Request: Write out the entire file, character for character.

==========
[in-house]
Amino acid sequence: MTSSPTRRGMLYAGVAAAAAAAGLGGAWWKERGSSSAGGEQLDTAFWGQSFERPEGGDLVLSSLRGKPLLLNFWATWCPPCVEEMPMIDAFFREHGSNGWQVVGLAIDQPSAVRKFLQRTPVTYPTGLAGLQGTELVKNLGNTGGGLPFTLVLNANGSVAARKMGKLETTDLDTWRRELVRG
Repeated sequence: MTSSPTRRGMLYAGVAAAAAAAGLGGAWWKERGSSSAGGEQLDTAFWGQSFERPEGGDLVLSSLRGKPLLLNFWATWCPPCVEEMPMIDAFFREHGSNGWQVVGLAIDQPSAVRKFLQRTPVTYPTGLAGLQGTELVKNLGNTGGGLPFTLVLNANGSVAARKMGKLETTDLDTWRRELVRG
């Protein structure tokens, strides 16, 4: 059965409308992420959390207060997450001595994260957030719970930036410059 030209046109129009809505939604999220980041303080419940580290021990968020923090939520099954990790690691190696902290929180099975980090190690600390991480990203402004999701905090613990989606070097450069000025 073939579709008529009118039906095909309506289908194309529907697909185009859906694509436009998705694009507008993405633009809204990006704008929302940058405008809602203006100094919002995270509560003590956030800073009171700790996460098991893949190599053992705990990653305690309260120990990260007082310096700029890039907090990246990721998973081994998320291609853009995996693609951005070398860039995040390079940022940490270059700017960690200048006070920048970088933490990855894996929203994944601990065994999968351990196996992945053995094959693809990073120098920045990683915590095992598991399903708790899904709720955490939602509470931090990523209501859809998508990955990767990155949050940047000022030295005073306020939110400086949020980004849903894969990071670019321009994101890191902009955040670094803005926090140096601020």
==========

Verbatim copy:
[in-house]
Amino acid sequence: MTSSPTRRGMLYAGVAAAAAAAGLGGAWWKERGSSSAGGEQLDTAFWGQSFERPEGGDLVLSSLRGKPLLLNFWATWCPPCVEEMPMIDAFFREHGSNGWQVVGLAIDQPSAVRKFLQRTPVTYPTGLAGLQGTELVKNLGNTGGGLPFTLVLNANGSVAARKMGKLETTDLDTWRRELVRG
Repeated sequence: MTSSPTRRGMLYAGVAAAAAAAGLGGAWWKERGSSSAGGEQLDTAFWGQSFERPEGGDLVLSSLRGKPLLLNFWATWCPPCVEEMPMIDAFFREHGSNGWQVVGLAIDQPSAVRKFLQRTPVTYPTGLAGLQGTELVKNLGNTGGGLPFTLVLNANGSVAARKMGKLETTDLDTWRRELVRG
């Protein structure tokens, strides 16, 4: 059965409308992420959390207060997450001595994260957030719970930036410059 030209046109129009809505939604999220980041303080419940580290021990968020923090939520099954990790690691190696902290929180099975980090190690600390991480990203402004999701905090613990989606070097450069000025 073939579709008529009118039906095909309506289908194309529907697909185009859906694509436009998705694009507008993405633009809204990006704008929302940058405008809602203006100094919002995270509560003590956030800073009171700790996460098991893949190599053992705990990653305690309260120990990260007082310096700029890039907090990246990721998973081994998320291609853009995996693609951005070398860039995040390079940022940490270059700017960690200048006070920048970088933490990855894996929203994944601990065994999968351990196996992945053995094959693809990073120098920045990683915590095992598991399903708790899904709720955490939602509470931090990523209501859809998508990955990767990155949050940047000022030295005073306020939110400086949020980004849903894969990071670019321009994101890191902009955040670094803005926090140096601020």